Worked through an interesting question today and thought I'd share how to do this.
I had an awesome 7th grade teacher come to me and ask if we could somehow turn this Vocabulary Powerpoint (it's not done yet- it's just a skeleton- she'll be finishing it up in the next couple weeks) into some form that could be hosted on the internet and clicked through in the way that it works when you start the show in ppt. My first thought was to try and upload it to Slideshare and see if it would: a) work properly, b) be embeddable from Slideshare. Well, it didn't work properly after uploading to Slideshare, so that didn't do the trick.
Then I thought it would be perfect if I could somehow convert the ppt show to a flash file. I've never done this (and there might be easier ways to do it), but here is how I did it:
1) Download/Install iSpring Free from here (this is a ppt to flash conversion program).
2) This embeds a new toolbar into Powerpoint. Open Powerpoint file and click the new "Publish" button on your toolbar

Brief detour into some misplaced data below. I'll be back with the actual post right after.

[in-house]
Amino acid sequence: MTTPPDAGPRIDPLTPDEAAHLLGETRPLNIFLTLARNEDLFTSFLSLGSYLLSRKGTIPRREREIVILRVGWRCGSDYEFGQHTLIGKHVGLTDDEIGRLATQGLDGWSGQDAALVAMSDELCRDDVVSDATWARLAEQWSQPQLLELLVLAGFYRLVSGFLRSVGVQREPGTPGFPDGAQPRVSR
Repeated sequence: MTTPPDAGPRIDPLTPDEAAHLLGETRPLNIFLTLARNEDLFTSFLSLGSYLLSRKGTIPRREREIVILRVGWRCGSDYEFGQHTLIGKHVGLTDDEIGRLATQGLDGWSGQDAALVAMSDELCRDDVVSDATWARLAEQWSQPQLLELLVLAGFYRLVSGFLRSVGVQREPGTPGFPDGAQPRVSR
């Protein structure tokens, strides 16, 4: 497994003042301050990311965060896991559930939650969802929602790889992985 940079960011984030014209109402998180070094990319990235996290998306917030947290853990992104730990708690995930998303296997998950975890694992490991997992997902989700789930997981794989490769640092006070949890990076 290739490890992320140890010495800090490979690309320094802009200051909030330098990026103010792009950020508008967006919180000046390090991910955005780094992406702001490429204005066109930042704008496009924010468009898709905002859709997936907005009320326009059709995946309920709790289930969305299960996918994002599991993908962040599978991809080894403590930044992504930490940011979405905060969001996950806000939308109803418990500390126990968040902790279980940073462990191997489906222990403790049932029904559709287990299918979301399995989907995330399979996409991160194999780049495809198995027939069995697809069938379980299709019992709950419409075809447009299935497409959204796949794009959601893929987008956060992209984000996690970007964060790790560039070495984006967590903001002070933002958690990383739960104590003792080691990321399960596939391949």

3) Tell where to save the file and choose what other options are appropriate for you. I unchecked "Start presentation automatically" since the file she gave me was more a clickable game.
4) After publishing, locate the new .swf file that it created.
5) Host the .swf file somewhere (or, if you're familiar with inserting flash files, embed the code to your site).
6) The direct link to the swf file should work! (Example here) - Keep in mind that this is just the skeleton so far- she has only done her Unit 7 words and only a few of those. She'll also be getting rid of the title slide so that it flows better
I can see this being a real easy way to convert some of those old PPT games that have been around forever into an easier, more portable way to use the game. Or, like this teacher is doing, creating nonlinear activities in Powerpoint and then being able to host them fairly easily on the web.
UPDATE: Just decided to try and find one of the old Jeopardy PPT's to see if this would work, and it seems to work well with it (check it out here). I think this could be a much better way for teachers to use their old favorites in ppt- students can have access anywhere there is a connection.
Update #2: Vanessa Cassie had her IT person send her this licensing info about the program, iSpring, above:
"Spring Free comes as a freeware for personal and private use only, for unlimited period of time free of charge. For commercial or educational use including any field that do not belong to sole private use: e.g. all kinds of use in the range of any profession, you must license the business versions."
Thanks for catching this Vanessa!
Because of this licensing issue, I did find the following site that gives some good alternatives for converting ppt to flash: 6 ways to convert ppt to flash